Old wine in new bottles

There have been many examples recently that prove nothing is permanent in politics. People move on. Governments come a go and even ideas that have been totally discredited can be resurrected as old wine in new bottles. The new prime minister has decided that, despite all the evidence to the contrary, grammar schools are the answer to the growing inequality and poverty that her previous government’s policies have caused.

I am a child of the 1950s and I grew up in the height of the grammar school era. I witnessed at first hand how they divide people at the age of 11 into those who are seen as successes and those who are seen as failures. I passed the 11-plus but I never went to a grammar school. I have described elsewhere in my blog the reasons for this, the main one being that my family moved from Derby to Leicester in the summer of 1963 and I was sent to the local modern secondary school.

I enjoyed my school years and did reasonably well. But almost all of my school friends were ‘conditioned’ into believing that the most they could aspire to was a job in an office if you were female and a job on the factory floor if you were male. I often heard even good teachers use the term “factory fodder”. I left school at the age of 16 with eight O-levels to work in the local factory. Now the prime minister wants to return to that time. It’s another example of a political obsession, like homeownership, that will only increase inequality, not reduce

If the prime minister is serious about reducing inequality and poverty, she should resurrect a 1950s policy that was successful. The post-War building boom was one of the most successful government interventions in recent history. The case for building more council homes and homes for social rent is stronger now than it has ever been. I have argued for some years that government investment in social rent homes and freeing up councils to build again is the only way to solve the housing crisis and build the number of homes we need. They did it in the 1950s, so there is no reason why we can’t do it today. Report after report continues to show the disastrous effect on people and families of the lack of social housing and prove beyond doubt that investment would save money and improve the quality of life for many.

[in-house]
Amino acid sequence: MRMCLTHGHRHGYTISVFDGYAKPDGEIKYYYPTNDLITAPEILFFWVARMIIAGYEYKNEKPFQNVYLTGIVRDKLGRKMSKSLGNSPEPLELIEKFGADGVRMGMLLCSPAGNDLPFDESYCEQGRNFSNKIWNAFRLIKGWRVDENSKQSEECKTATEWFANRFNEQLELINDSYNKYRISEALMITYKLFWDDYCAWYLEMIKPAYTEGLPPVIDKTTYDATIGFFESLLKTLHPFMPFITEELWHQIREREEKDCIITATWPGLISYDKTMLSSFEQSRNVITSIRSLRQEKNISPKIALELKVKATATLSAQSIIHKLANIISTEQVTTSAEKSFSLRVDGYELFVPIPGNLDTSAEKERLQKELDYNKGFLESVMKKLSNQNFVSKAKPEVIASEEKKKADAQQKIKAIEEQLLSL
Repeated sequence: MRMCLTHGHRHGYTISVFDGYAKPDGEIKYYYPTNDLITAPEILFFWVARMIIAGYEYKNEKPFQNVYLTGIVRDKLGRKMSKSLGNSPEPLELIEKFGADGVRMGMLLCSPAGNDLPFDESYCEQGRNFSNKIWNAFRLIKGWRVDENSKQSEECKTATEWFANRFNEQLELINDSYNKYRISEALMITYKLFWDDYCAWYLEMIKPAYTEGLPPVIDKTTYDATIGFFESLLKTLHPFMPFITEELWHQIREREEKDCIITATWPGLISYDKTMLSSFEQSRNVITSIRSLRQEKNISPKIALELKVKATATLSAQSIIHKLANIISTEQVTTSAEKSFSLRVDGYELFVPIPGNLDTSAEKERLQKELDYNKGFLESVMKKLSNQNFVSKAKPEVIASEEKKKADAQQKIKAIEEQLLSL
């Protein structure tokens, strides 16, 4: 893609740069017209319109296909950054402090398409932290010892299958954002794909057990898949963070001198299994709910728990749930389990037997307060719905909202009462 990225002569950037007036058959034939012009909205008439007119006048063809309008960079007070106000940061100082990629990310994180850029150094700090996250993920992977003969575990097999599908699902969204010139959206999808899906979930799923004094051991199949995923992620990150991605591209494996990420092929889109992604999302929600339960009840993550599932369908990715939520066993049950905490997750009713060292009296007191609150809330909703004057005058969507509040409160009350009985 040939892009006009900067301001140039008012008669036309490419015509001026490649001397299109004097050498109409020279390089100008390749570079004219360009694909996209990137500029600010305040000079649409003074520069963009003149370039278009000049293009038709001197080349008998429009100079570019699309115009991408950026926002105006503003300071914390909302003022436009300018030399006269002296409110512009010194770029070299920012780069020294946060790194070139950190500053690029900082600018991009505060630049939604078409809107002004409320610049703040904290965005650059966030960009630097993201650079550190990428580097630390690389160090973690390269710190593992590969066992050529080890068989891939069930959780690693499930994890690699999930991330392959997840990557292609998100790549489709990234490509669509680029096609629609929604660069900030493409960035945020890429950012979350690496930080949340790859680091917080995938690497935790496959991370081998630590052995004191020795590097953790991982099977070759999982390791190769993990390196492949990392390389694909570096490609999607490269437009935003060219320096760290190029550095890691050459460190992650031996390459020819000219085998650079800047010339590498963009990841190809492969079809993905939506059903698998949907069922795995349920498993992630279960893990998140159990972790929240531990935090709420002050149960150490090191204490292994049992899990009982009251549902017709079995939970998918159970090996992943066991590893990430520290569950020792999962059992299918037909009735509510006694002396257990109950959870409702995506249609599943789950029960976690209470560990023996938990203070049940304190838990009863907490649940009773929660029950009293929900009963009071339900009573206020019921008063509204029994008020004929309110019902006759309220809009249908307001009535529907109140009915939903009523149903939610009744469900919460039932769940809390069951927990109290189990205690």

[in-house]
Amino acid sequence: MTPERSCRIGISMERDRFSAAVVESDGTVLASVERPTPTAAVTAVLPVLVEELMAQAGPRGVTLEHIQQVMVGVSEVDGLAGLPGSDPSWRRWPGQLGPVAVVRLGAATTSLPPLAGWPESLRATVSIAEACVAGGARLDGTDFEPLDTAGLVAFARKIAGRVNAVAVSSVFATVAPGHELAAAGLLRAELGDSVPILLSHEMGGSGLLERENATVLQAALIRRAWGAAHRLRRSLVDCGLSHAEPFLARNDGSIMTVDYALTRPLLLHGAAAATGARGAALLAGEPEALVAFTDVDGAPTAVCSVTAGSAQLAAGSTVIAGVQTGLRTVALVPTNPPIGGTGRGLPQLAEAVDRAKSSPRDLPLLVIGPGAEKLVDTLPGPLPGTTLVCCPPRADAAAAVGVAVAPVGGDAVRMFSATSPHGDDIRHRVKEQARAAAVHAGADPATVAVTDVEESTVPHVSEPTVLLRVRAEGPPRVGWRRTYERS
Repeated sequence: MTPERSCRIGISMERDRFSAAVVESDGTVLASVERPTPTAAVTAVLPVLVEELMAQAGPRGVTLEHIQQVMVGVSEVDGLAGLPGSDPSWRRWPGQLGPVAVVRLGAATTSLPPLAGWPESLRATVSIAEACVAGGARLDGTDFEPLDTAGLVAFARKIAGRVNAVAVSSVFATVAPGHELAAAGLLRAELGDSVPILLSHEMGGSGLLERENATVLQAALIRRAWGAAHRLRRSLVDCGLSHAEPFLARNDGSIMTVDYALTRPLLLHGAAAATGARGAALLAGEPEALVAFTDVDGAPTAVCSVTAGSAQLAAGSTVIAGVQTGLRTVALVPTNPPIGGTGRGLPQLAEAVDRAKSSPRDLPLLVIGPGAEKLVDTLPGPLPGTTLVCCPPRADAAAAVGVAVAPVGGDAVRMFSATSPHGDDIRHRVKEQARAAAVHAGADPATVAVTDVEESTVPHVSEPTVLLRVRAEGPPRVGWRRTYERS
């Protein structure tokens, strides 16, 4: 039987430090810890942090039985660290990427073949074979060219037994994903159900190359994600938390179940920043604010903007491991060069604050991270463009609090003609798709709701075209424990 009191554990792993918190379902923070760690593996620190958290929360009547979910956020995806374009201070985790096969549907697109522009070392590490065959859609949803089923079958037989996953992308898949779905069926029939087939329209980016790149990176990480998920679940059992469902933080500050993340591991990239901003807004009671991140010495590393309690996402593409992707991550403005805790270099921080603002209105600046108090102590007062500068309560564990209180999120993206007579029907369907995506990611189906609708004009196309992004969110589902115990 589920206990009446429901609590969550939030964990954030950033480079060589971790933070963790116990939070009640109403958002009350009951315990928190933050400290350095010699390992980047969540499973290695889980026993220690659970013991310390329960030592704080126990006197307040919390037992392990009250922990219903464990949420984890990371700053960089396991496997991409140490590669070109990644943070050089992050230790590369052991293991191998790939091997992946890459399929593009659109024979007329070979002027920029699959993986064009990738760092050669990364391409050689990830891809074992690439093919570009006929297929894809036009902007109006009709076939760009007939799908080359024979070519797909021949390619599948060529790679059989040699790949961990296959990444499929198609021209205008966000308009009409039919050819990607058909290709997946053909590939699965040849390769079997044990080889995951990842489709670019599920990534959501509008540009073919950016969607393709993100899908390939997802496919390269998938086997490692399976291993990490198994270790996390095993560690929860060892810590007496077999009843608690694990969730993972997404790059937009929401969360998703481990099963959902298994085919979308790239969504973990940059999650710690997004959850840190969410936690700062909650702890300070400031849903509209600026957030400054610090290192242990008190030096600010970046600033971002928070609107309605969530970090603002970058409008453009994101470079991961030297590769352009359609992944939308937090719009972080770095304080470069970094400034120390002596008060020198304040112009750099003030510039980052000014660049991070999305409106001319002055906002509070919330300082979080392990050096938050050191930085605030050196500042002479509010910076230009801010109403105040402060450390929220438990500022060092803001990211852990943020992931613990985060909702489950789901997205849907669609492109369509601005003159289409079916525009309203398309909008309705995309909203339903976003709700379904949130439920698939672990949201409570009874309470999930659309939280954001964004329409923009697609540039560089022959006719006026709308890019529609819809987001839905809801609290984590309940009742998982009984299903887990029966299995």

I am pleased to see that more in the social housing sector are beginning to make this case. I hope that those who have been saying it for some time will no longer be seen as ‘voices in the wilderness’ or ‘dinosaurs’ as I have often been called. I am no dinosaur but I accept that I am a housing veteran. This week I’m attending my 37th National Housing Federation conference. I hope I will not be as disappointed as I was last year when the sector was rushed headlong into accepting the then-government’s ideologically-driven housing policy. The short-sightedness of this is shown by the fact that the government with whom we did the ‘deal’ has gone. Some are even beginning to realise that we were sold a ‘pig in a poke’ as I said at the time. I wonder if boards would so readily sign up today to the Voluntary Right to Buy, now that we know the detail.

I hope that I will not be disappointed at the end of this year’s conference. Is it too much to believe that housing associations are now brave enough to challenge this government, and make the case for a 1950s policy that will begin to resolve the housing crisis and more importantly reduce inequality and poverty? Or will we miss our chance once more and condemn more people to a life of penury where opportunities are reduced due to the lack of a decent home that they can truly afford?


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